May 29, 1879
TO THE HOUSE OF REPRESENTATIVES:
After mature consideration of the bill entitled “An act making appropriations for the legislative, executive, and judicial expenses of the Government for the fiscal year ending June thirtieth, eighteen hundred and eighty, and for other purposes,” I herewith return it to the House of Representatives, in which it originated, with the following objections to its approval:
The main purpose of the bill is to appropriate the money required to support, during the next fiscal year, the several civil departments of the Government. The amount appropriated exceeds in the aggregate eighteen millions of dollars.
This money is needed to keep in operation the essential functions of all the great departments of the Government—legislative, executive, and judicial. If the bill contained no other provisions, no objection to its approval would be made. It embraces, however, a number of clauses relating to subjects of great general interest, which are wholly unconnected with the appropriations which it provides for. The objections to the practice of tacking general legislation to appropriation bills, especially when the object is to deprive a coordinate branch of the Government of its right to the free exercise of its own discretion and judgment touching such general legislation, were set forth in the special message in relation to House bill number one, which was returned to the House of Representatives on the 29th of last month. I regret that the objections which were then expressed to this method of legislation have not seemed to Congress of sufficient weight to dissuade from this renewed incorporation of general enactments in an appropriation bill, and that my constitutional duty in respect of the general legislation thus placed before me cannot be discharged without seeming to delay, however briefly, the necessary appropriations by Congress for the support of the Government. Without repeating those objections, I respectfully refer to that message for a statement of my views on the principle maintained in debate by the advocates of this bill, viz., that “to withhold appropriations is a constitutional means for the redress” of what the majority of the House of Representatives may regard as “a grievance.”
The bill contains the following clauses, viz:
“And provided further, that the following sections of the Revised Statutes of the United States, namely, namely, sections two thousand and sixteen two thousand and eighteen, and two thousand and twenty, and all of the succeeding sections of said statutes down to and including section two thousand and twenty-seven, and also section fifty-five hundred and twenty-two, be, and the same are hereby repealed;” *** “and that all the other sections of the Revised Statutes, and all laws and parts of laws authorizing the appointment of chief supervisors of elections, special deputy marshals of elections, or general deputy marshals having any duties to perform in respect to any election and prescribing their duties and powers and allowing them compensation, be, and the same are hereby repealed.”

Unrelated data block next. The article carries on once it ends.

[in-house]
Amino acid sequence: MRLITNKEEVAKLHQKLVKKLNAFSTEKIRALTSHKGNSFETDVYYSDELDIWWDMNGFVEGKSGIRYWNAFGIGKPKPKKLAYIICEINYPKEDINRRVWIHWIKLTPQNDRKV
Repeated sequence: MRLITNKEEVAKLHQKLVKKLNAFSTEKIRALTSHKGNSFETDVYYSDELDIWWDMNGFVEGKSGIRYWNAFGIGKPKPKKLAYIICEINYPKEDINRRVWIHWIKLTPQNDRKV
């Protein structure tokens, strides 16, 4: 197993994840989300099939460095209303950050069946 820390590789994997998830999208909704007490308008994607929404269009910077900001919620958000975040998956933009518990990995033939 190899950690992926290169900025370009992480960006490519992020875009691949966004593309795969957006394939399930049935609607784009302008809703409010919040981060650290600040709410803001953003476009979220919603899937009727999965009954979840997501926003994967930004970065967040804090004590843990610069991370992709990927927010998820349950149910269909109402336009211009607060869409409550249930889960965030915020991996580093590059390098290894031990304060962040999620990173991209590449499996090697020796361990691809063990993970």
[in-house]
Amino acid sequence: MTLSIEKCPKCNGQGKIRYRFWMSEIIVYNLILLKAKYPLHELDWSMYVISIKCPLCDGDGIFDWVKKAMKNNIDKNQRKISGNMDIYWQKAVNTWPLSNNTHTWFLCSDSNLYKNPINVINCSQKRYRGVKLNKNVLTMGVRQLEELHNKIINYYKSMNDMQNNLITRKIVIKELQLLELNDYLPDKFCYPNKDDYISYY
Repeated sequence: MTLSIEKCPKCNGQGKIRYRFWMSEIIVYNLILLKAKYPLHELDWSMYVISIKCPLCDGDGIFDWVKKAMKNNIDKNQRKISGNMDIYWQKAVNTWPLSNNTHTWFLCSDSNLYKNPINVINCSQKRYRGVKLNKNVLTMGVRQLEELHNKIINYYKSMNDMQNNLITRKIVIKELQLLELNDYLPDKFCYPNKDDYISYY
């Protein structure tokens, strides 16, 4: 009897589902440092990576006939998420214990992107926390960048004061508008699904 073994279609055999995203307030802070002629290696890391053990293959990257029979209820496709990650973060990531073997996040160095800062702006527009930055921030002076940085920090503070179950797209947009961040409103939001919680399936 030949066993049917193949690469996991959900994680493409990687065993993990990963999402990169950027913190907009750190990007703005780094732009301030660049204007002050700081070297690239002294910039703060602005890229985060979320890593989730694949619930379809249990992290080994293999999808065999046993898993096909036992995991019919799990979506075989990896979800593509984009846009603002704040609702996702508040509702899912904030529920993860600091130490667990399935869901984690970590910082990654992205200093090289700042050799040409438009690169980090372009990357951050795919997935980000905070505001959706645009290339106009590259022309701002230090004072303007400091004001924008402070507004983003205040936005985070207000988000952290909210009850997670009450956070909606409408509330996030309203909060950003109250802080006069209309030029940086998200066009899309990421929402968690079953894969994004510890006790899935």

It also contains clauses amending sections 2017, 2019, 2028, and 2031 of the Revised Statutes.
The sections of the Revised Statutes which the bill, if approved, would repeal or amend, are part of an act approved May 30, 1870, and amended February 28, 1871, entitled “An act to enforce the rights of citizens of the United States to vote in the several States of this Union, and for other purposes.” All of the provisions of the above-named acts, which it is proposed in this bill to repeal or modify, relate to the Congressional elections. The remaining portion of the law, which will continue in force after the enactment of this measure, is that which provides for the appointment, by a judge of the circuit court of the United States, of two supervisors of election in each election district, at any Congressional election, on due application of citizens who desire, in the language of the law, “to have such election guarded and scrutinized.”
The duties of the supervisors will be to attend at the polls at all Congressional elections, and to remain after the polls are open until every vote cast has been counted, but they will “have no authority to make arrests, or to perform other duties than to be in the immediate presence of the officers holding the election, and to witness all their proceedings, including the counting of the votes, and the making of a return thereof.” The part of the election law which will be repealed by the approval of this bill, includes those sections which give authority to the supervisors of election “to personally scrutinize, count, and canvas each ballot,” and all the sections which confer authority upon the United States marshals and deputy marshals, in connection with the Congressional elections. The enactment of this bill will also repeal section 5522 of the Criminal Statutes of the United States, which was enacted for the protection of the United States officers engaged in the discharge of their duties at the Congressional elections. This section protects supervisors and marshals in the performance of their duties by making the obstruction or the assaulting of these officers, or any interference with them by bribery or solicitation, or otherwise, crimes against the United States.